His men watched, smiled, chuckled, and waited to see her reaction when she couldn’t take one footstep toward what she suspected was the great hall. She greeted the dogs, attempting to calm them and showing she wasn’t scared of them. Frustratingly, she couldn’t hide from the men that she felt a bit overwhelmed. If she couldn’t show the wolfhounds she was in charge, she wouldn’t be able to establish to anyone that she was the owner of this castle.
She had to remind herself that these things took time, and she couldn’t expect to change things overnight.
The dogs finally “escorted” her to the great hall, as if the wondrous aroma of roasted pig was too much for them to withstand. They didn’t forget her. They kept returning to her, or looking back to make sure she still followed them. Which she thought was cute of them.
She belatedly realized that the men taking her to the feast were half-naked. She almost smiled. All these men seated at the tables, bare chested, some as hairy as the hounds, would make it appear that she was at a nudist-colony feast. As long as she didn’t have to be nude, she didn’t care.
And Grant? He might think to intimidate her with his nakedness and his sweatiness, but hey, she was a wolf, and he smelled divine to her—all that hot, yummy testosterone rolling off him in delectable waves. She took another deep breath of him, while she attempted not to let him know how much he interested her. She admired him strictly as an art form—like Michelangelo’s sculpture of David in a kilt, rather than totally in the raw. Though she couldn’t help wondering how Grant would look standing on a pedestal like that, totally in the raw. She smiled a little to herself.
When she finally managed to reach the great hall, where rough-hewn boards were set up as trestle tables with benches next to them, she thought she’d landed in the medieval period. Julia must not have known about this or she would have warned her. Colleen was dying to say how quaint it was for them to live in the past. But she bit her tongue. She didn’t want Grant to think he’d gotten her goat, as her father used to say.
At least the tables were situated like a comb, the spine serving as the head table, and she wouldn’t see beneath the lower tables and witness how well-endowed—or not—the men were in their kilts, in case they hoped to shock her.
She thought of pulling out her camcorder and taking a picture of the medieval setup for Julia to use in her writing, but then Colleen saw the main course. She hadn’t expected to observe a whole roasted pig sitting on the serving table displayed right in front of the head table. She had the sneaking suspicion she would be sitting fairly close to it with a bird’s-eye view of the beast.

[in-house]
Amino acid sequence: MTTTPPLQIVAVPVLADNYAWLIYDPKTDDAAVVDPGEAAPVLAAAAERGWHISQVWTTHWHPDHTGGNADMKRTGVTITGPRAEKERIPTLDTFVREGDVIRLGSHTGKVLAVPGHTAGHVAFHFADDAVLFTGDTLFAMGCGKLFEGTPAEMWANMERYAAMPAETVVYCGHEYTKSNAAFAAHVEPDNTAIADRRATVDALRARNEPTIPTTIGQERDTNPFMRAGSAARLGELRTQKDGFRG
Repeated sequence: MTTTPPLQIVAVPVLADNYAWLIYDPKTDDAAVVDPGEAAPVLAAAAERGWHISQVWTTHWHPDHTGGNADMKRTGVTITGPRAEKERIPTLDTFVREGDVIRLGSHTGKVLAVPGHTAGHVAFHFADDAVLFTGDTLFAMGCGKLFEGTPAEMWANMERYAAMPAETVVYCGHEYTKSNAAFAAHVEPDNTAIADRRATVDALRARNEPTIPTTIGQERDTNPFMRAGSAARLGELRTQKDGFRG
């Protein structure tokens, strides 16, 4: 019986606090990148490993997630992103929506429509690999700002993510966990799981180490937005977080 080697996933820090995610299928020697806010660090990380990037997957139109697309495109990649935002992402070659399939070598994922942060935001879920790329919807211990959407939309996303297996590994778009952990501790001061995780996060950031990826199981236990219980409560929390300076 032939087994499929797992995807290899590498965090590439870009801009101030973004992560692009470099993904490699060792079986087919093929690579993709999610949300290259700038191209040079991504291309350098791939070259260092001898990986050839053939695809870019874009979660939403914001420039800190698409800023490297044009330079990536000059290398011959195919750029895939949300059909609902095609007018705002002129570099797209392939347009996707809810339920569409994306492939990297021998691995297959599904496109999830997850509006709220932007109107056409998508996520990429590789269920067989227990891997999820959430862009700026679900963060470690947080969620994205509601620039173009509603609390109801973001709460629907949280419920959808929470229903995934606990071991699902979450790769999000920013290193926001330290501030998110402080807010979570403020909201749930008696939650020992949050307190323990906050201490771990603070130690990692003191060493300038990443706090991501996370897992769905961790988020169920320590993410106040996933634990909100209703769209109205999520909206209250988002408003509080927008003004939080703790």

Sure, she had eaten a roasted pig, apple in its mouth and all, in Hawaii at a luau, though when they served the meat, she didn’t see them carving it from the poor pig. And she’d been a long way from the table where the pig was. The night had been upon them, torches wavering in the oceanic breeze, and the pig not even visible.
Everyone observed her, waiting to see her reaction. She had to put on a great show, though this would be tougher than she’d thought.
“Over here,” Grant said, guiding her to the head table, and yes, he sat her right in front of said pig. The only good thing was that she was seated smack dab in the center of it, not at the tail end or where she had to look at its snout.
Then she noted she had a huge portion of blood pudding and haggis sitting in the middle of her…trencher? A piece of brown bread was being used for a plate as in early medieval times. Come on. They couldn’t be living that far in the past. Where were the plates? The silverware? She was dying of thirst and was looking forward to drinking a cold glass of water. She hoped Grant wouldn’t serve honeyed mead or ale on top of everything else.
A servant carved slices of pig for Grant and her.
“We bring our own knives,” Grant said as if he could read her mind and handed her his sharp-looking knife. “Sgian dubh,” he said. Then he took another knife, stabbed his slice of pork with it, and began to eat off it like a barbarian!
No forks. No spoons. No napkins. No plates. And no glasses of water.
Tankards of… She sniffed at her drink. Whisky. Great. She didn’t drink anything harder than sweet, syrupy, fluffy drinks like margaritas, daiquiris, and on occasion, a minty green grasshopper. And no straight-up alcohol.
She’d never get through a meal if she had to drink from a huge tankard of whisky, especially with as many hours as had passed since she’d last eaten and the jet lag she was suddenly feeling. She’d be under the table in a flash.